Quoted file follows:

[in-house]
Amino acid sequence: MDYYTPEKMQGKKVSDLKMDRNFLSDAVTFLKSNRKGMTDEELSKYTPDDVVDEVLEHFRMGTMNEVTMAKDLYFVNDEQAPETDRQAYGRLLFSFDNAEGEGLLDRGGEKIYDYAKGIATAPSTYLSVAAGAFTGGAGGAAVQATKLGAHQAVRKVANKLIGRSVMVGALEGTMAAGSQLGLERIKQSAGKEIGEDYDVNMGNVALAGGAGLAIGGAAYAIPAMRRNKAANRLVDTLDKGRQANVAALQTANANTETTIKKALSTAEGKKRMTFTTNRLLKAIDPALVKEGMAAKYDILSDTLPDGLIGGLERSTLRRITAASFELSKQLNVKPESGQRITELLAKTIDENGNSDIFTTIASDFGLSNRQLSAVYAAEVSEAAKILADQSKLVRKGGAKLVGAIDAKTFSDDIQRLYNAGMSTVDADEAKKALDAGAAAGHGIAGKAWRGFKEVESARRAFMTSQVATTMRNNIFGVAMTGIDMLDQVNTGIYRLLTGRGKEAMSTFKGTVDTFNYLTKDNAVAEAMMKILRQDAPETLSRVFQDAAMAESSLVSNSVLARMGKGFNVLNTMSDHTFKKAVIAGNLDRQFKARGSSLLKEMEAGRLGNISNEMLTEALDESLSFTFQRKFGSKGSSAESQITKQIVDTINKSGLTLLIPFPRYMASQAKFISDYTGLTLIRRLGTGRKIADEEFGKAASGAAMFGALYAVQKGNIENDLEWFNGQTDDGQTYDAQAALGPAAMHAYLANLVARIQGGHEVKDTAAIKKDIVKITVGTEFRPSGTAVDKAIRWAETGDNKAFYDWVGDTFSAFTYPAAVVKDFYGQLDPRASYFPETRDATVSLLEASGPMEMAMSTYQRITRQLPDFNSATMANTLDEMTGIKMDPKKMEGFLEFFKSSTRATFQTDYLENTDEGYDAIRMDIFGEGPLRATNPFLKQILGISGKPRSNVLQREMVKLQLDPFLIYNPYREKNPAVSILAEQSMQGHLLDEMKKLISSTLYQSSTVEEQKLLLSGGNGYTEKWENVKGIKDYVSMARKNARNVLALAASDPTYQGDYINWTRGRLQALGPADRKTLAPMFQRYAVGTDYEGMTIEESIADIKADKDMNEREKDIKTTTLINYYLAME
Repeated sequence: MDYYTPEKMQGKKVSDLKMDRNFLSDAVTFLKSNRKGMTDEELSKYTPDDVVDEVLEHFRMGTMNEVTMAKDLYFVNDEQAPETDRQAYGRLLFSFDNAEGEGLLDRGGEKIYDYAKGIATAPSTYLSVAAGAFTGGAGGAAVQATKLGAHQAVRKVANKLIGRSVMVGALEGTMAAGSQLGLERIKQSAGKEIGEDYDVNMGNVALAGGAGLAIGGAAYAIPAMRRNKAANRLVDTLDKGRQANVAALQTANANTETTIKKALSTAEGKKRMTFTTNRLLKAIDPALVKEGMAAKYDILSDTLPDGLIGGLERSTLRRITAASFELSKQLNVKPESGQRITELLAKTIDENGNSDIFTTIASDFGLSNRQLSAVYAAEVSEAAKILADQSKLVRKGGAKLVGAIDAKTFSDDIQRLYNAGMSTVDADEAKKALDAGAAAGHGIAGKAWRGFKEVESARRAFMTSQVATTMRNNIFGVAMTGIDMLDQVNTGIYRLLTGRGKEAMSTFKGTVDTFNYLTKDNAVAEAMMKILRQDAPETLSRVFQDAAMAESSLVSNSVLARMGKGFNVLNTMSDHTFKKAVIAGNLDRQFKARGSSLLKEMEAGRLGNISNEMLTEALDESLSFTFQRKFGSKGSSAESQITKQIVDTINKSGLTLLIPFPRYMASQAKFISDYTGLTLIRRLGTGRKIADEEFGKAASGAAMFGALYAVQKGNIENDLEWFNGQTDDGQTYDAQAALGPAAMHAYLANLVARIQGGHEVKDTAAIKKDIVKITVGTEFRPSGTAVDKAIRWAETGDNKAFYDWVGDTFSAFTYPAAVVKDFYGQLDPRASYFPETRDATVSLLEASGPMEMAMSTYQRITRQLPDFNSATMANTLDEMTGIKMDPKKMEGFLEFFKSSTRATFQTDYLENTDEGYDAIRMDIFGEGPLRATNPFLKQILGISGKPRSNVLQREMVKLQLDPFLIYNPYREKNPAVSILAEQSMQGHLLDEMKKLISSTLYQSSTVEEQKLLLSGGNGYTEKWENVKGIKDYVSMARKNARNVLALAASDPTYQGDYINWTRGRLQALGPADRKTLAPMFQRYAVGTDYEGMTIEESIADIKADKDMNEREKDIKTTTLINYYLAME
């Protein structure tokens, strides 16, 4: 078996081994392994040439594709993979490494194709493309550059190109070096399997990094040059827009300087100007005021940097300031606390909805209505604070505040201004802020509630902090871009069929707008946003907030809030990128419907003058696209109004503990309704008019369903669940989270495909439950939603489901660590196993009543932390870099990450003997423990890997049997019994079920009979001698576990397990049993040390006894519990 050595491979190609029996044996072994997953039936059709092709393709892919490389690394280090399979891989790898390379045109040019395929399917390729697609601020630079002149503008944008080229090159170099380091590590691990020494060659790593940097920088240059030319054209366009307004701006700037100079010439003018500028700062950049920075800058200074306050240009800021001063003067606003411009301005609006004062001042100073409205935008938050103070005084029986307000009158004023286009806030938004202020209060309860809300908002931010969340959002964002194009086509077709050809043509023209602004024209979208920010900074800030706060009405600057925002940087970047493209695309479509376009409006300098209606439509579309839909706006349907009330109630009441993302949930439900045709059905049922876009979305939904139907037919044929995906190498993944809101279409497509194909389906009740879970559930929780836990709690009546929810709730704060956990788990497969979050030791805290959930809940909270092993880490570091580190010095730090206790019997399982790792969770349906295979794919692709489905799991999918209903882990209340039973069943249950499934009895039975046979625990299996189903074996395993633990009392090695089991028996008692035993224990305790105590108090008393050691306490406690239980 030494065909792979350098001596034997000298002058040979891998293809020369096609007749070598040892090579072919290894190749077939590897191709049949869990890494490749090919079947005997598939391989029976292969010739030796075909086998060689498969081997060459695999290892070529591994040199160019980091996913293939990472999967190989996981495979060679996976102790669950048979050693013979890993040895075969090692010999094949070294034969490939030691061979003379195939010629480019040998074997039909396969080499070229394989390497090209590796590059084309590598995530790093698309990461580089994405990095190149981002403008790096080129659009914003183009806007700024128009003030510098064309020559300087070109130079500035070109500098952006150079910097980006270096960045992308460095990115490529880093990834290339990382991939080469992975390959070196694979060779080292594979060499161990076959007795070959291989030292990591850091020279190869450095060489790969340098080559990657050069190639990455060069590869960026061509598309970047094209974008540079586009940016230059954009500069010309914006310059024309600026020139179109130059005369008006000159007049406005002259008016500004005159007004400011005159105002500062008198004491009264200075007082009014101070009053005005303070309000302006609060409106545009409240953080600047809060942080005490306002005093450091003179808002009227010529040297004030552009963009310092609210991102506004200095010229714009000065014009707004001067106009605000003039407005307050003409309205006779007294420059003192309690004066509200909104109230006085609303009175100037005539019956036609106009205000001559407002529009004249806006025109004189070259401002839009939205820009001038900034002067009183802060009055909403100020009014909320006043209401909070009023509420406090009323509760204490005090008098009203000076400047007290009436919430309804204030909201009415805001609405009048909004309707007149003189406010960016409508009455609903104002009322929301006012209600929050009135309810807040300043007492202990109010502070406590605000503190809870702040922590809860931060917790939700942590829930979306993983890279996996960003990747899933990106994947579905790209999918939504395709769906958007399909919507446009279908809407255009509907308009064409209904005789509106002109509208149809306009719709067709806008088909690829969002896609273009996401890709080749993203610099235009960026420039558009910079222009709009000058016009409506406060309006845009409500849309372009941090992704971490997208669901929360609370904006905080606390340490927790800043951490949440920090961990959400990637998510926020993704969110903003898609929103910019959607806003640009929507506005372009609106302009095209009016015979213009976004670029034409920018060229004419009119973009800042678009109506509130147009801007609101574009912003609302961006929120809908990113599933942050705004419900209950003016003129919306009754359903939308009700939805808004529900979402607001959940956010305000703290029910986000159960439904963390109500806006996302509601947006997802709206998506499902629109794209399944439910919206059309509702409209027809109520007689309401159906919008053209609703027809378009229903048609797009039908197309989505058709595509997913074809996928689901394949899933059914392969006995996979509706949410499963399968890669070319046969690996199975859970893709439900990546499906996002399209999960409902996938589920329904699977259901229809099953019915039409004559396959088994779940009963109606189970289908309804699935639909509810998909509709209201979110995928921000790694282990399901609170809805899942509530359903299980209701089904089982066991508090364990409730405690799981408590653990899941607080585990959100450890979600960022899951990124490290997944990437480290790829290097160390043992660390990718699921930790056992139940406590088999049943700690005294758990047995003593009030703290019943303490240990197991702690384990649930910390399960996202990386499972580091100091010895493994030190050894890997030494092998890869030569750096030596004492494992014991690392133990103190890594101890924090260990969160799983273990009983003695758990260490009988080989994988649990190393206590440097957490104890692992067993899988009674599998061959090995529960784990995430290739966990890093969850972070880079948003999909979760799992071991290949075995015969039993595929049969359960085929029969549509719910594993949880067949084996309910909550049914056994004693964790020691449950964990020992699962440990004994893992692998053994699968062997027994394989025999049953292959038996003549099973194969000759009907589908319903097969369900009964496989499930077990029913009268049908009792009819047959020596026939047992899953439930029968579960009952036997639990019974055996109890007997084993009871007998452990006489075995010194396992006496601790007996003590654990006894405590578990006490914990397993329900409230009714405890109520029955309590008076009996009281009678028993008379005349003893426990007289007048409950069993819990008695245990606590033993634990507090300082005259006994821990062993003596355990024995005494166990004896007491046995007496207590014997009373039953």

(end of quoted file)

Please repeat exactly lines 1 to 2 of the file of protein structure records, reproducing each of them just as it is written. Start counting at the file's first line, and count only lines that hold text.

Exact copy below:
[in-house]
Amino acid sequence: MDYYTPEKMQGKKVSDLKMDRNFLSDAVTFLKSNRKGMTDEELSKYTPDDVVDEVLEHFRMGTMNEVTMAKDLYFVNDEQAPETDRQAYGRLLFSFDNAEGEGLLDRGGEKIYDYAKGIATAPSTYLSVAAGAFTGGAGGAAVQATKLGAHQAVRKVANKLIGRSVMVGALEGTMAAGSQLGLERIKQSAGKEIGEDYDVNMGNVALAGGAGLAIGGAAYAIPAMRRNKAANRLVDTLDKGRQANVAALQTANANTETTIKKALSTAEGKKRMTFTTNRLLKAIDPALVKEGMAAKYDILSDTLPDGLIGGLERSTLRRITAASFELSKQLNVKPESGQRITELLAKTIDENGNSDIFTTIASDFGLSNRQLSAVYAAEVSEAAKILADQSKLVRKGGAKLVGAIDAKTFSDDIQRLYNAGMSTVDADEAKKALDAGAAAGHGIAGKAWRGFKEVESARRAFMTSQVATTMRNNIFGVAMTGIDMLDQVNTGIYRLLTGRGKEAMSTFKGTVDTFNYLTKDNAVAEAMMKILRQDAPETLSRVFQDAAMAESSLVSNSVLARMGKGFNVLNTMSDHTFKKAVIAGNLDRQFKARGSSLLKEMEAGRLGNISNEMLTEALDESLSFTFQRKFGSKGSSAESQITKQIVDTINKSGLTLLIPFPRYMASQAKFISDYTGLTLIRRLGTGRKIADEEFGKAASGAAMFGALYAVQKGNIENDLEWFNGQTDDGQTYDAQAALGPAAMHAYLANLVARIQGGHEVKDTAAIKKDIVKITVGTEFRPSGTAVDKAIRWAETGDNKAFYDWVGDTFSAFTYPAAVVKDFYGQLDPRASYFPETRDATVSLLEASGPMEMAMSTYQRITRQLPDFNSATMANTLDEMTGIKMDPKKMEGFLEFFKSSTRATFQTDYLENTDEGYDAIRMDIFGEGPLRATNPFLKQILGISGKPRSNVLQREMVKLQLDPFLIYNPYREKNPAVSILAEQSMQGHLLDEMKKLISSTLYQSSTVEEQKLLLSGGNGYTEKWENVKGIKDYVSMARKNARNVLALAASDPTYQGDYINWTRGRLQALGPADRKTLAPMFQRYAVGTDYEGMTIEESIADIKADKDMNEREKDIKTTTLINYYLAME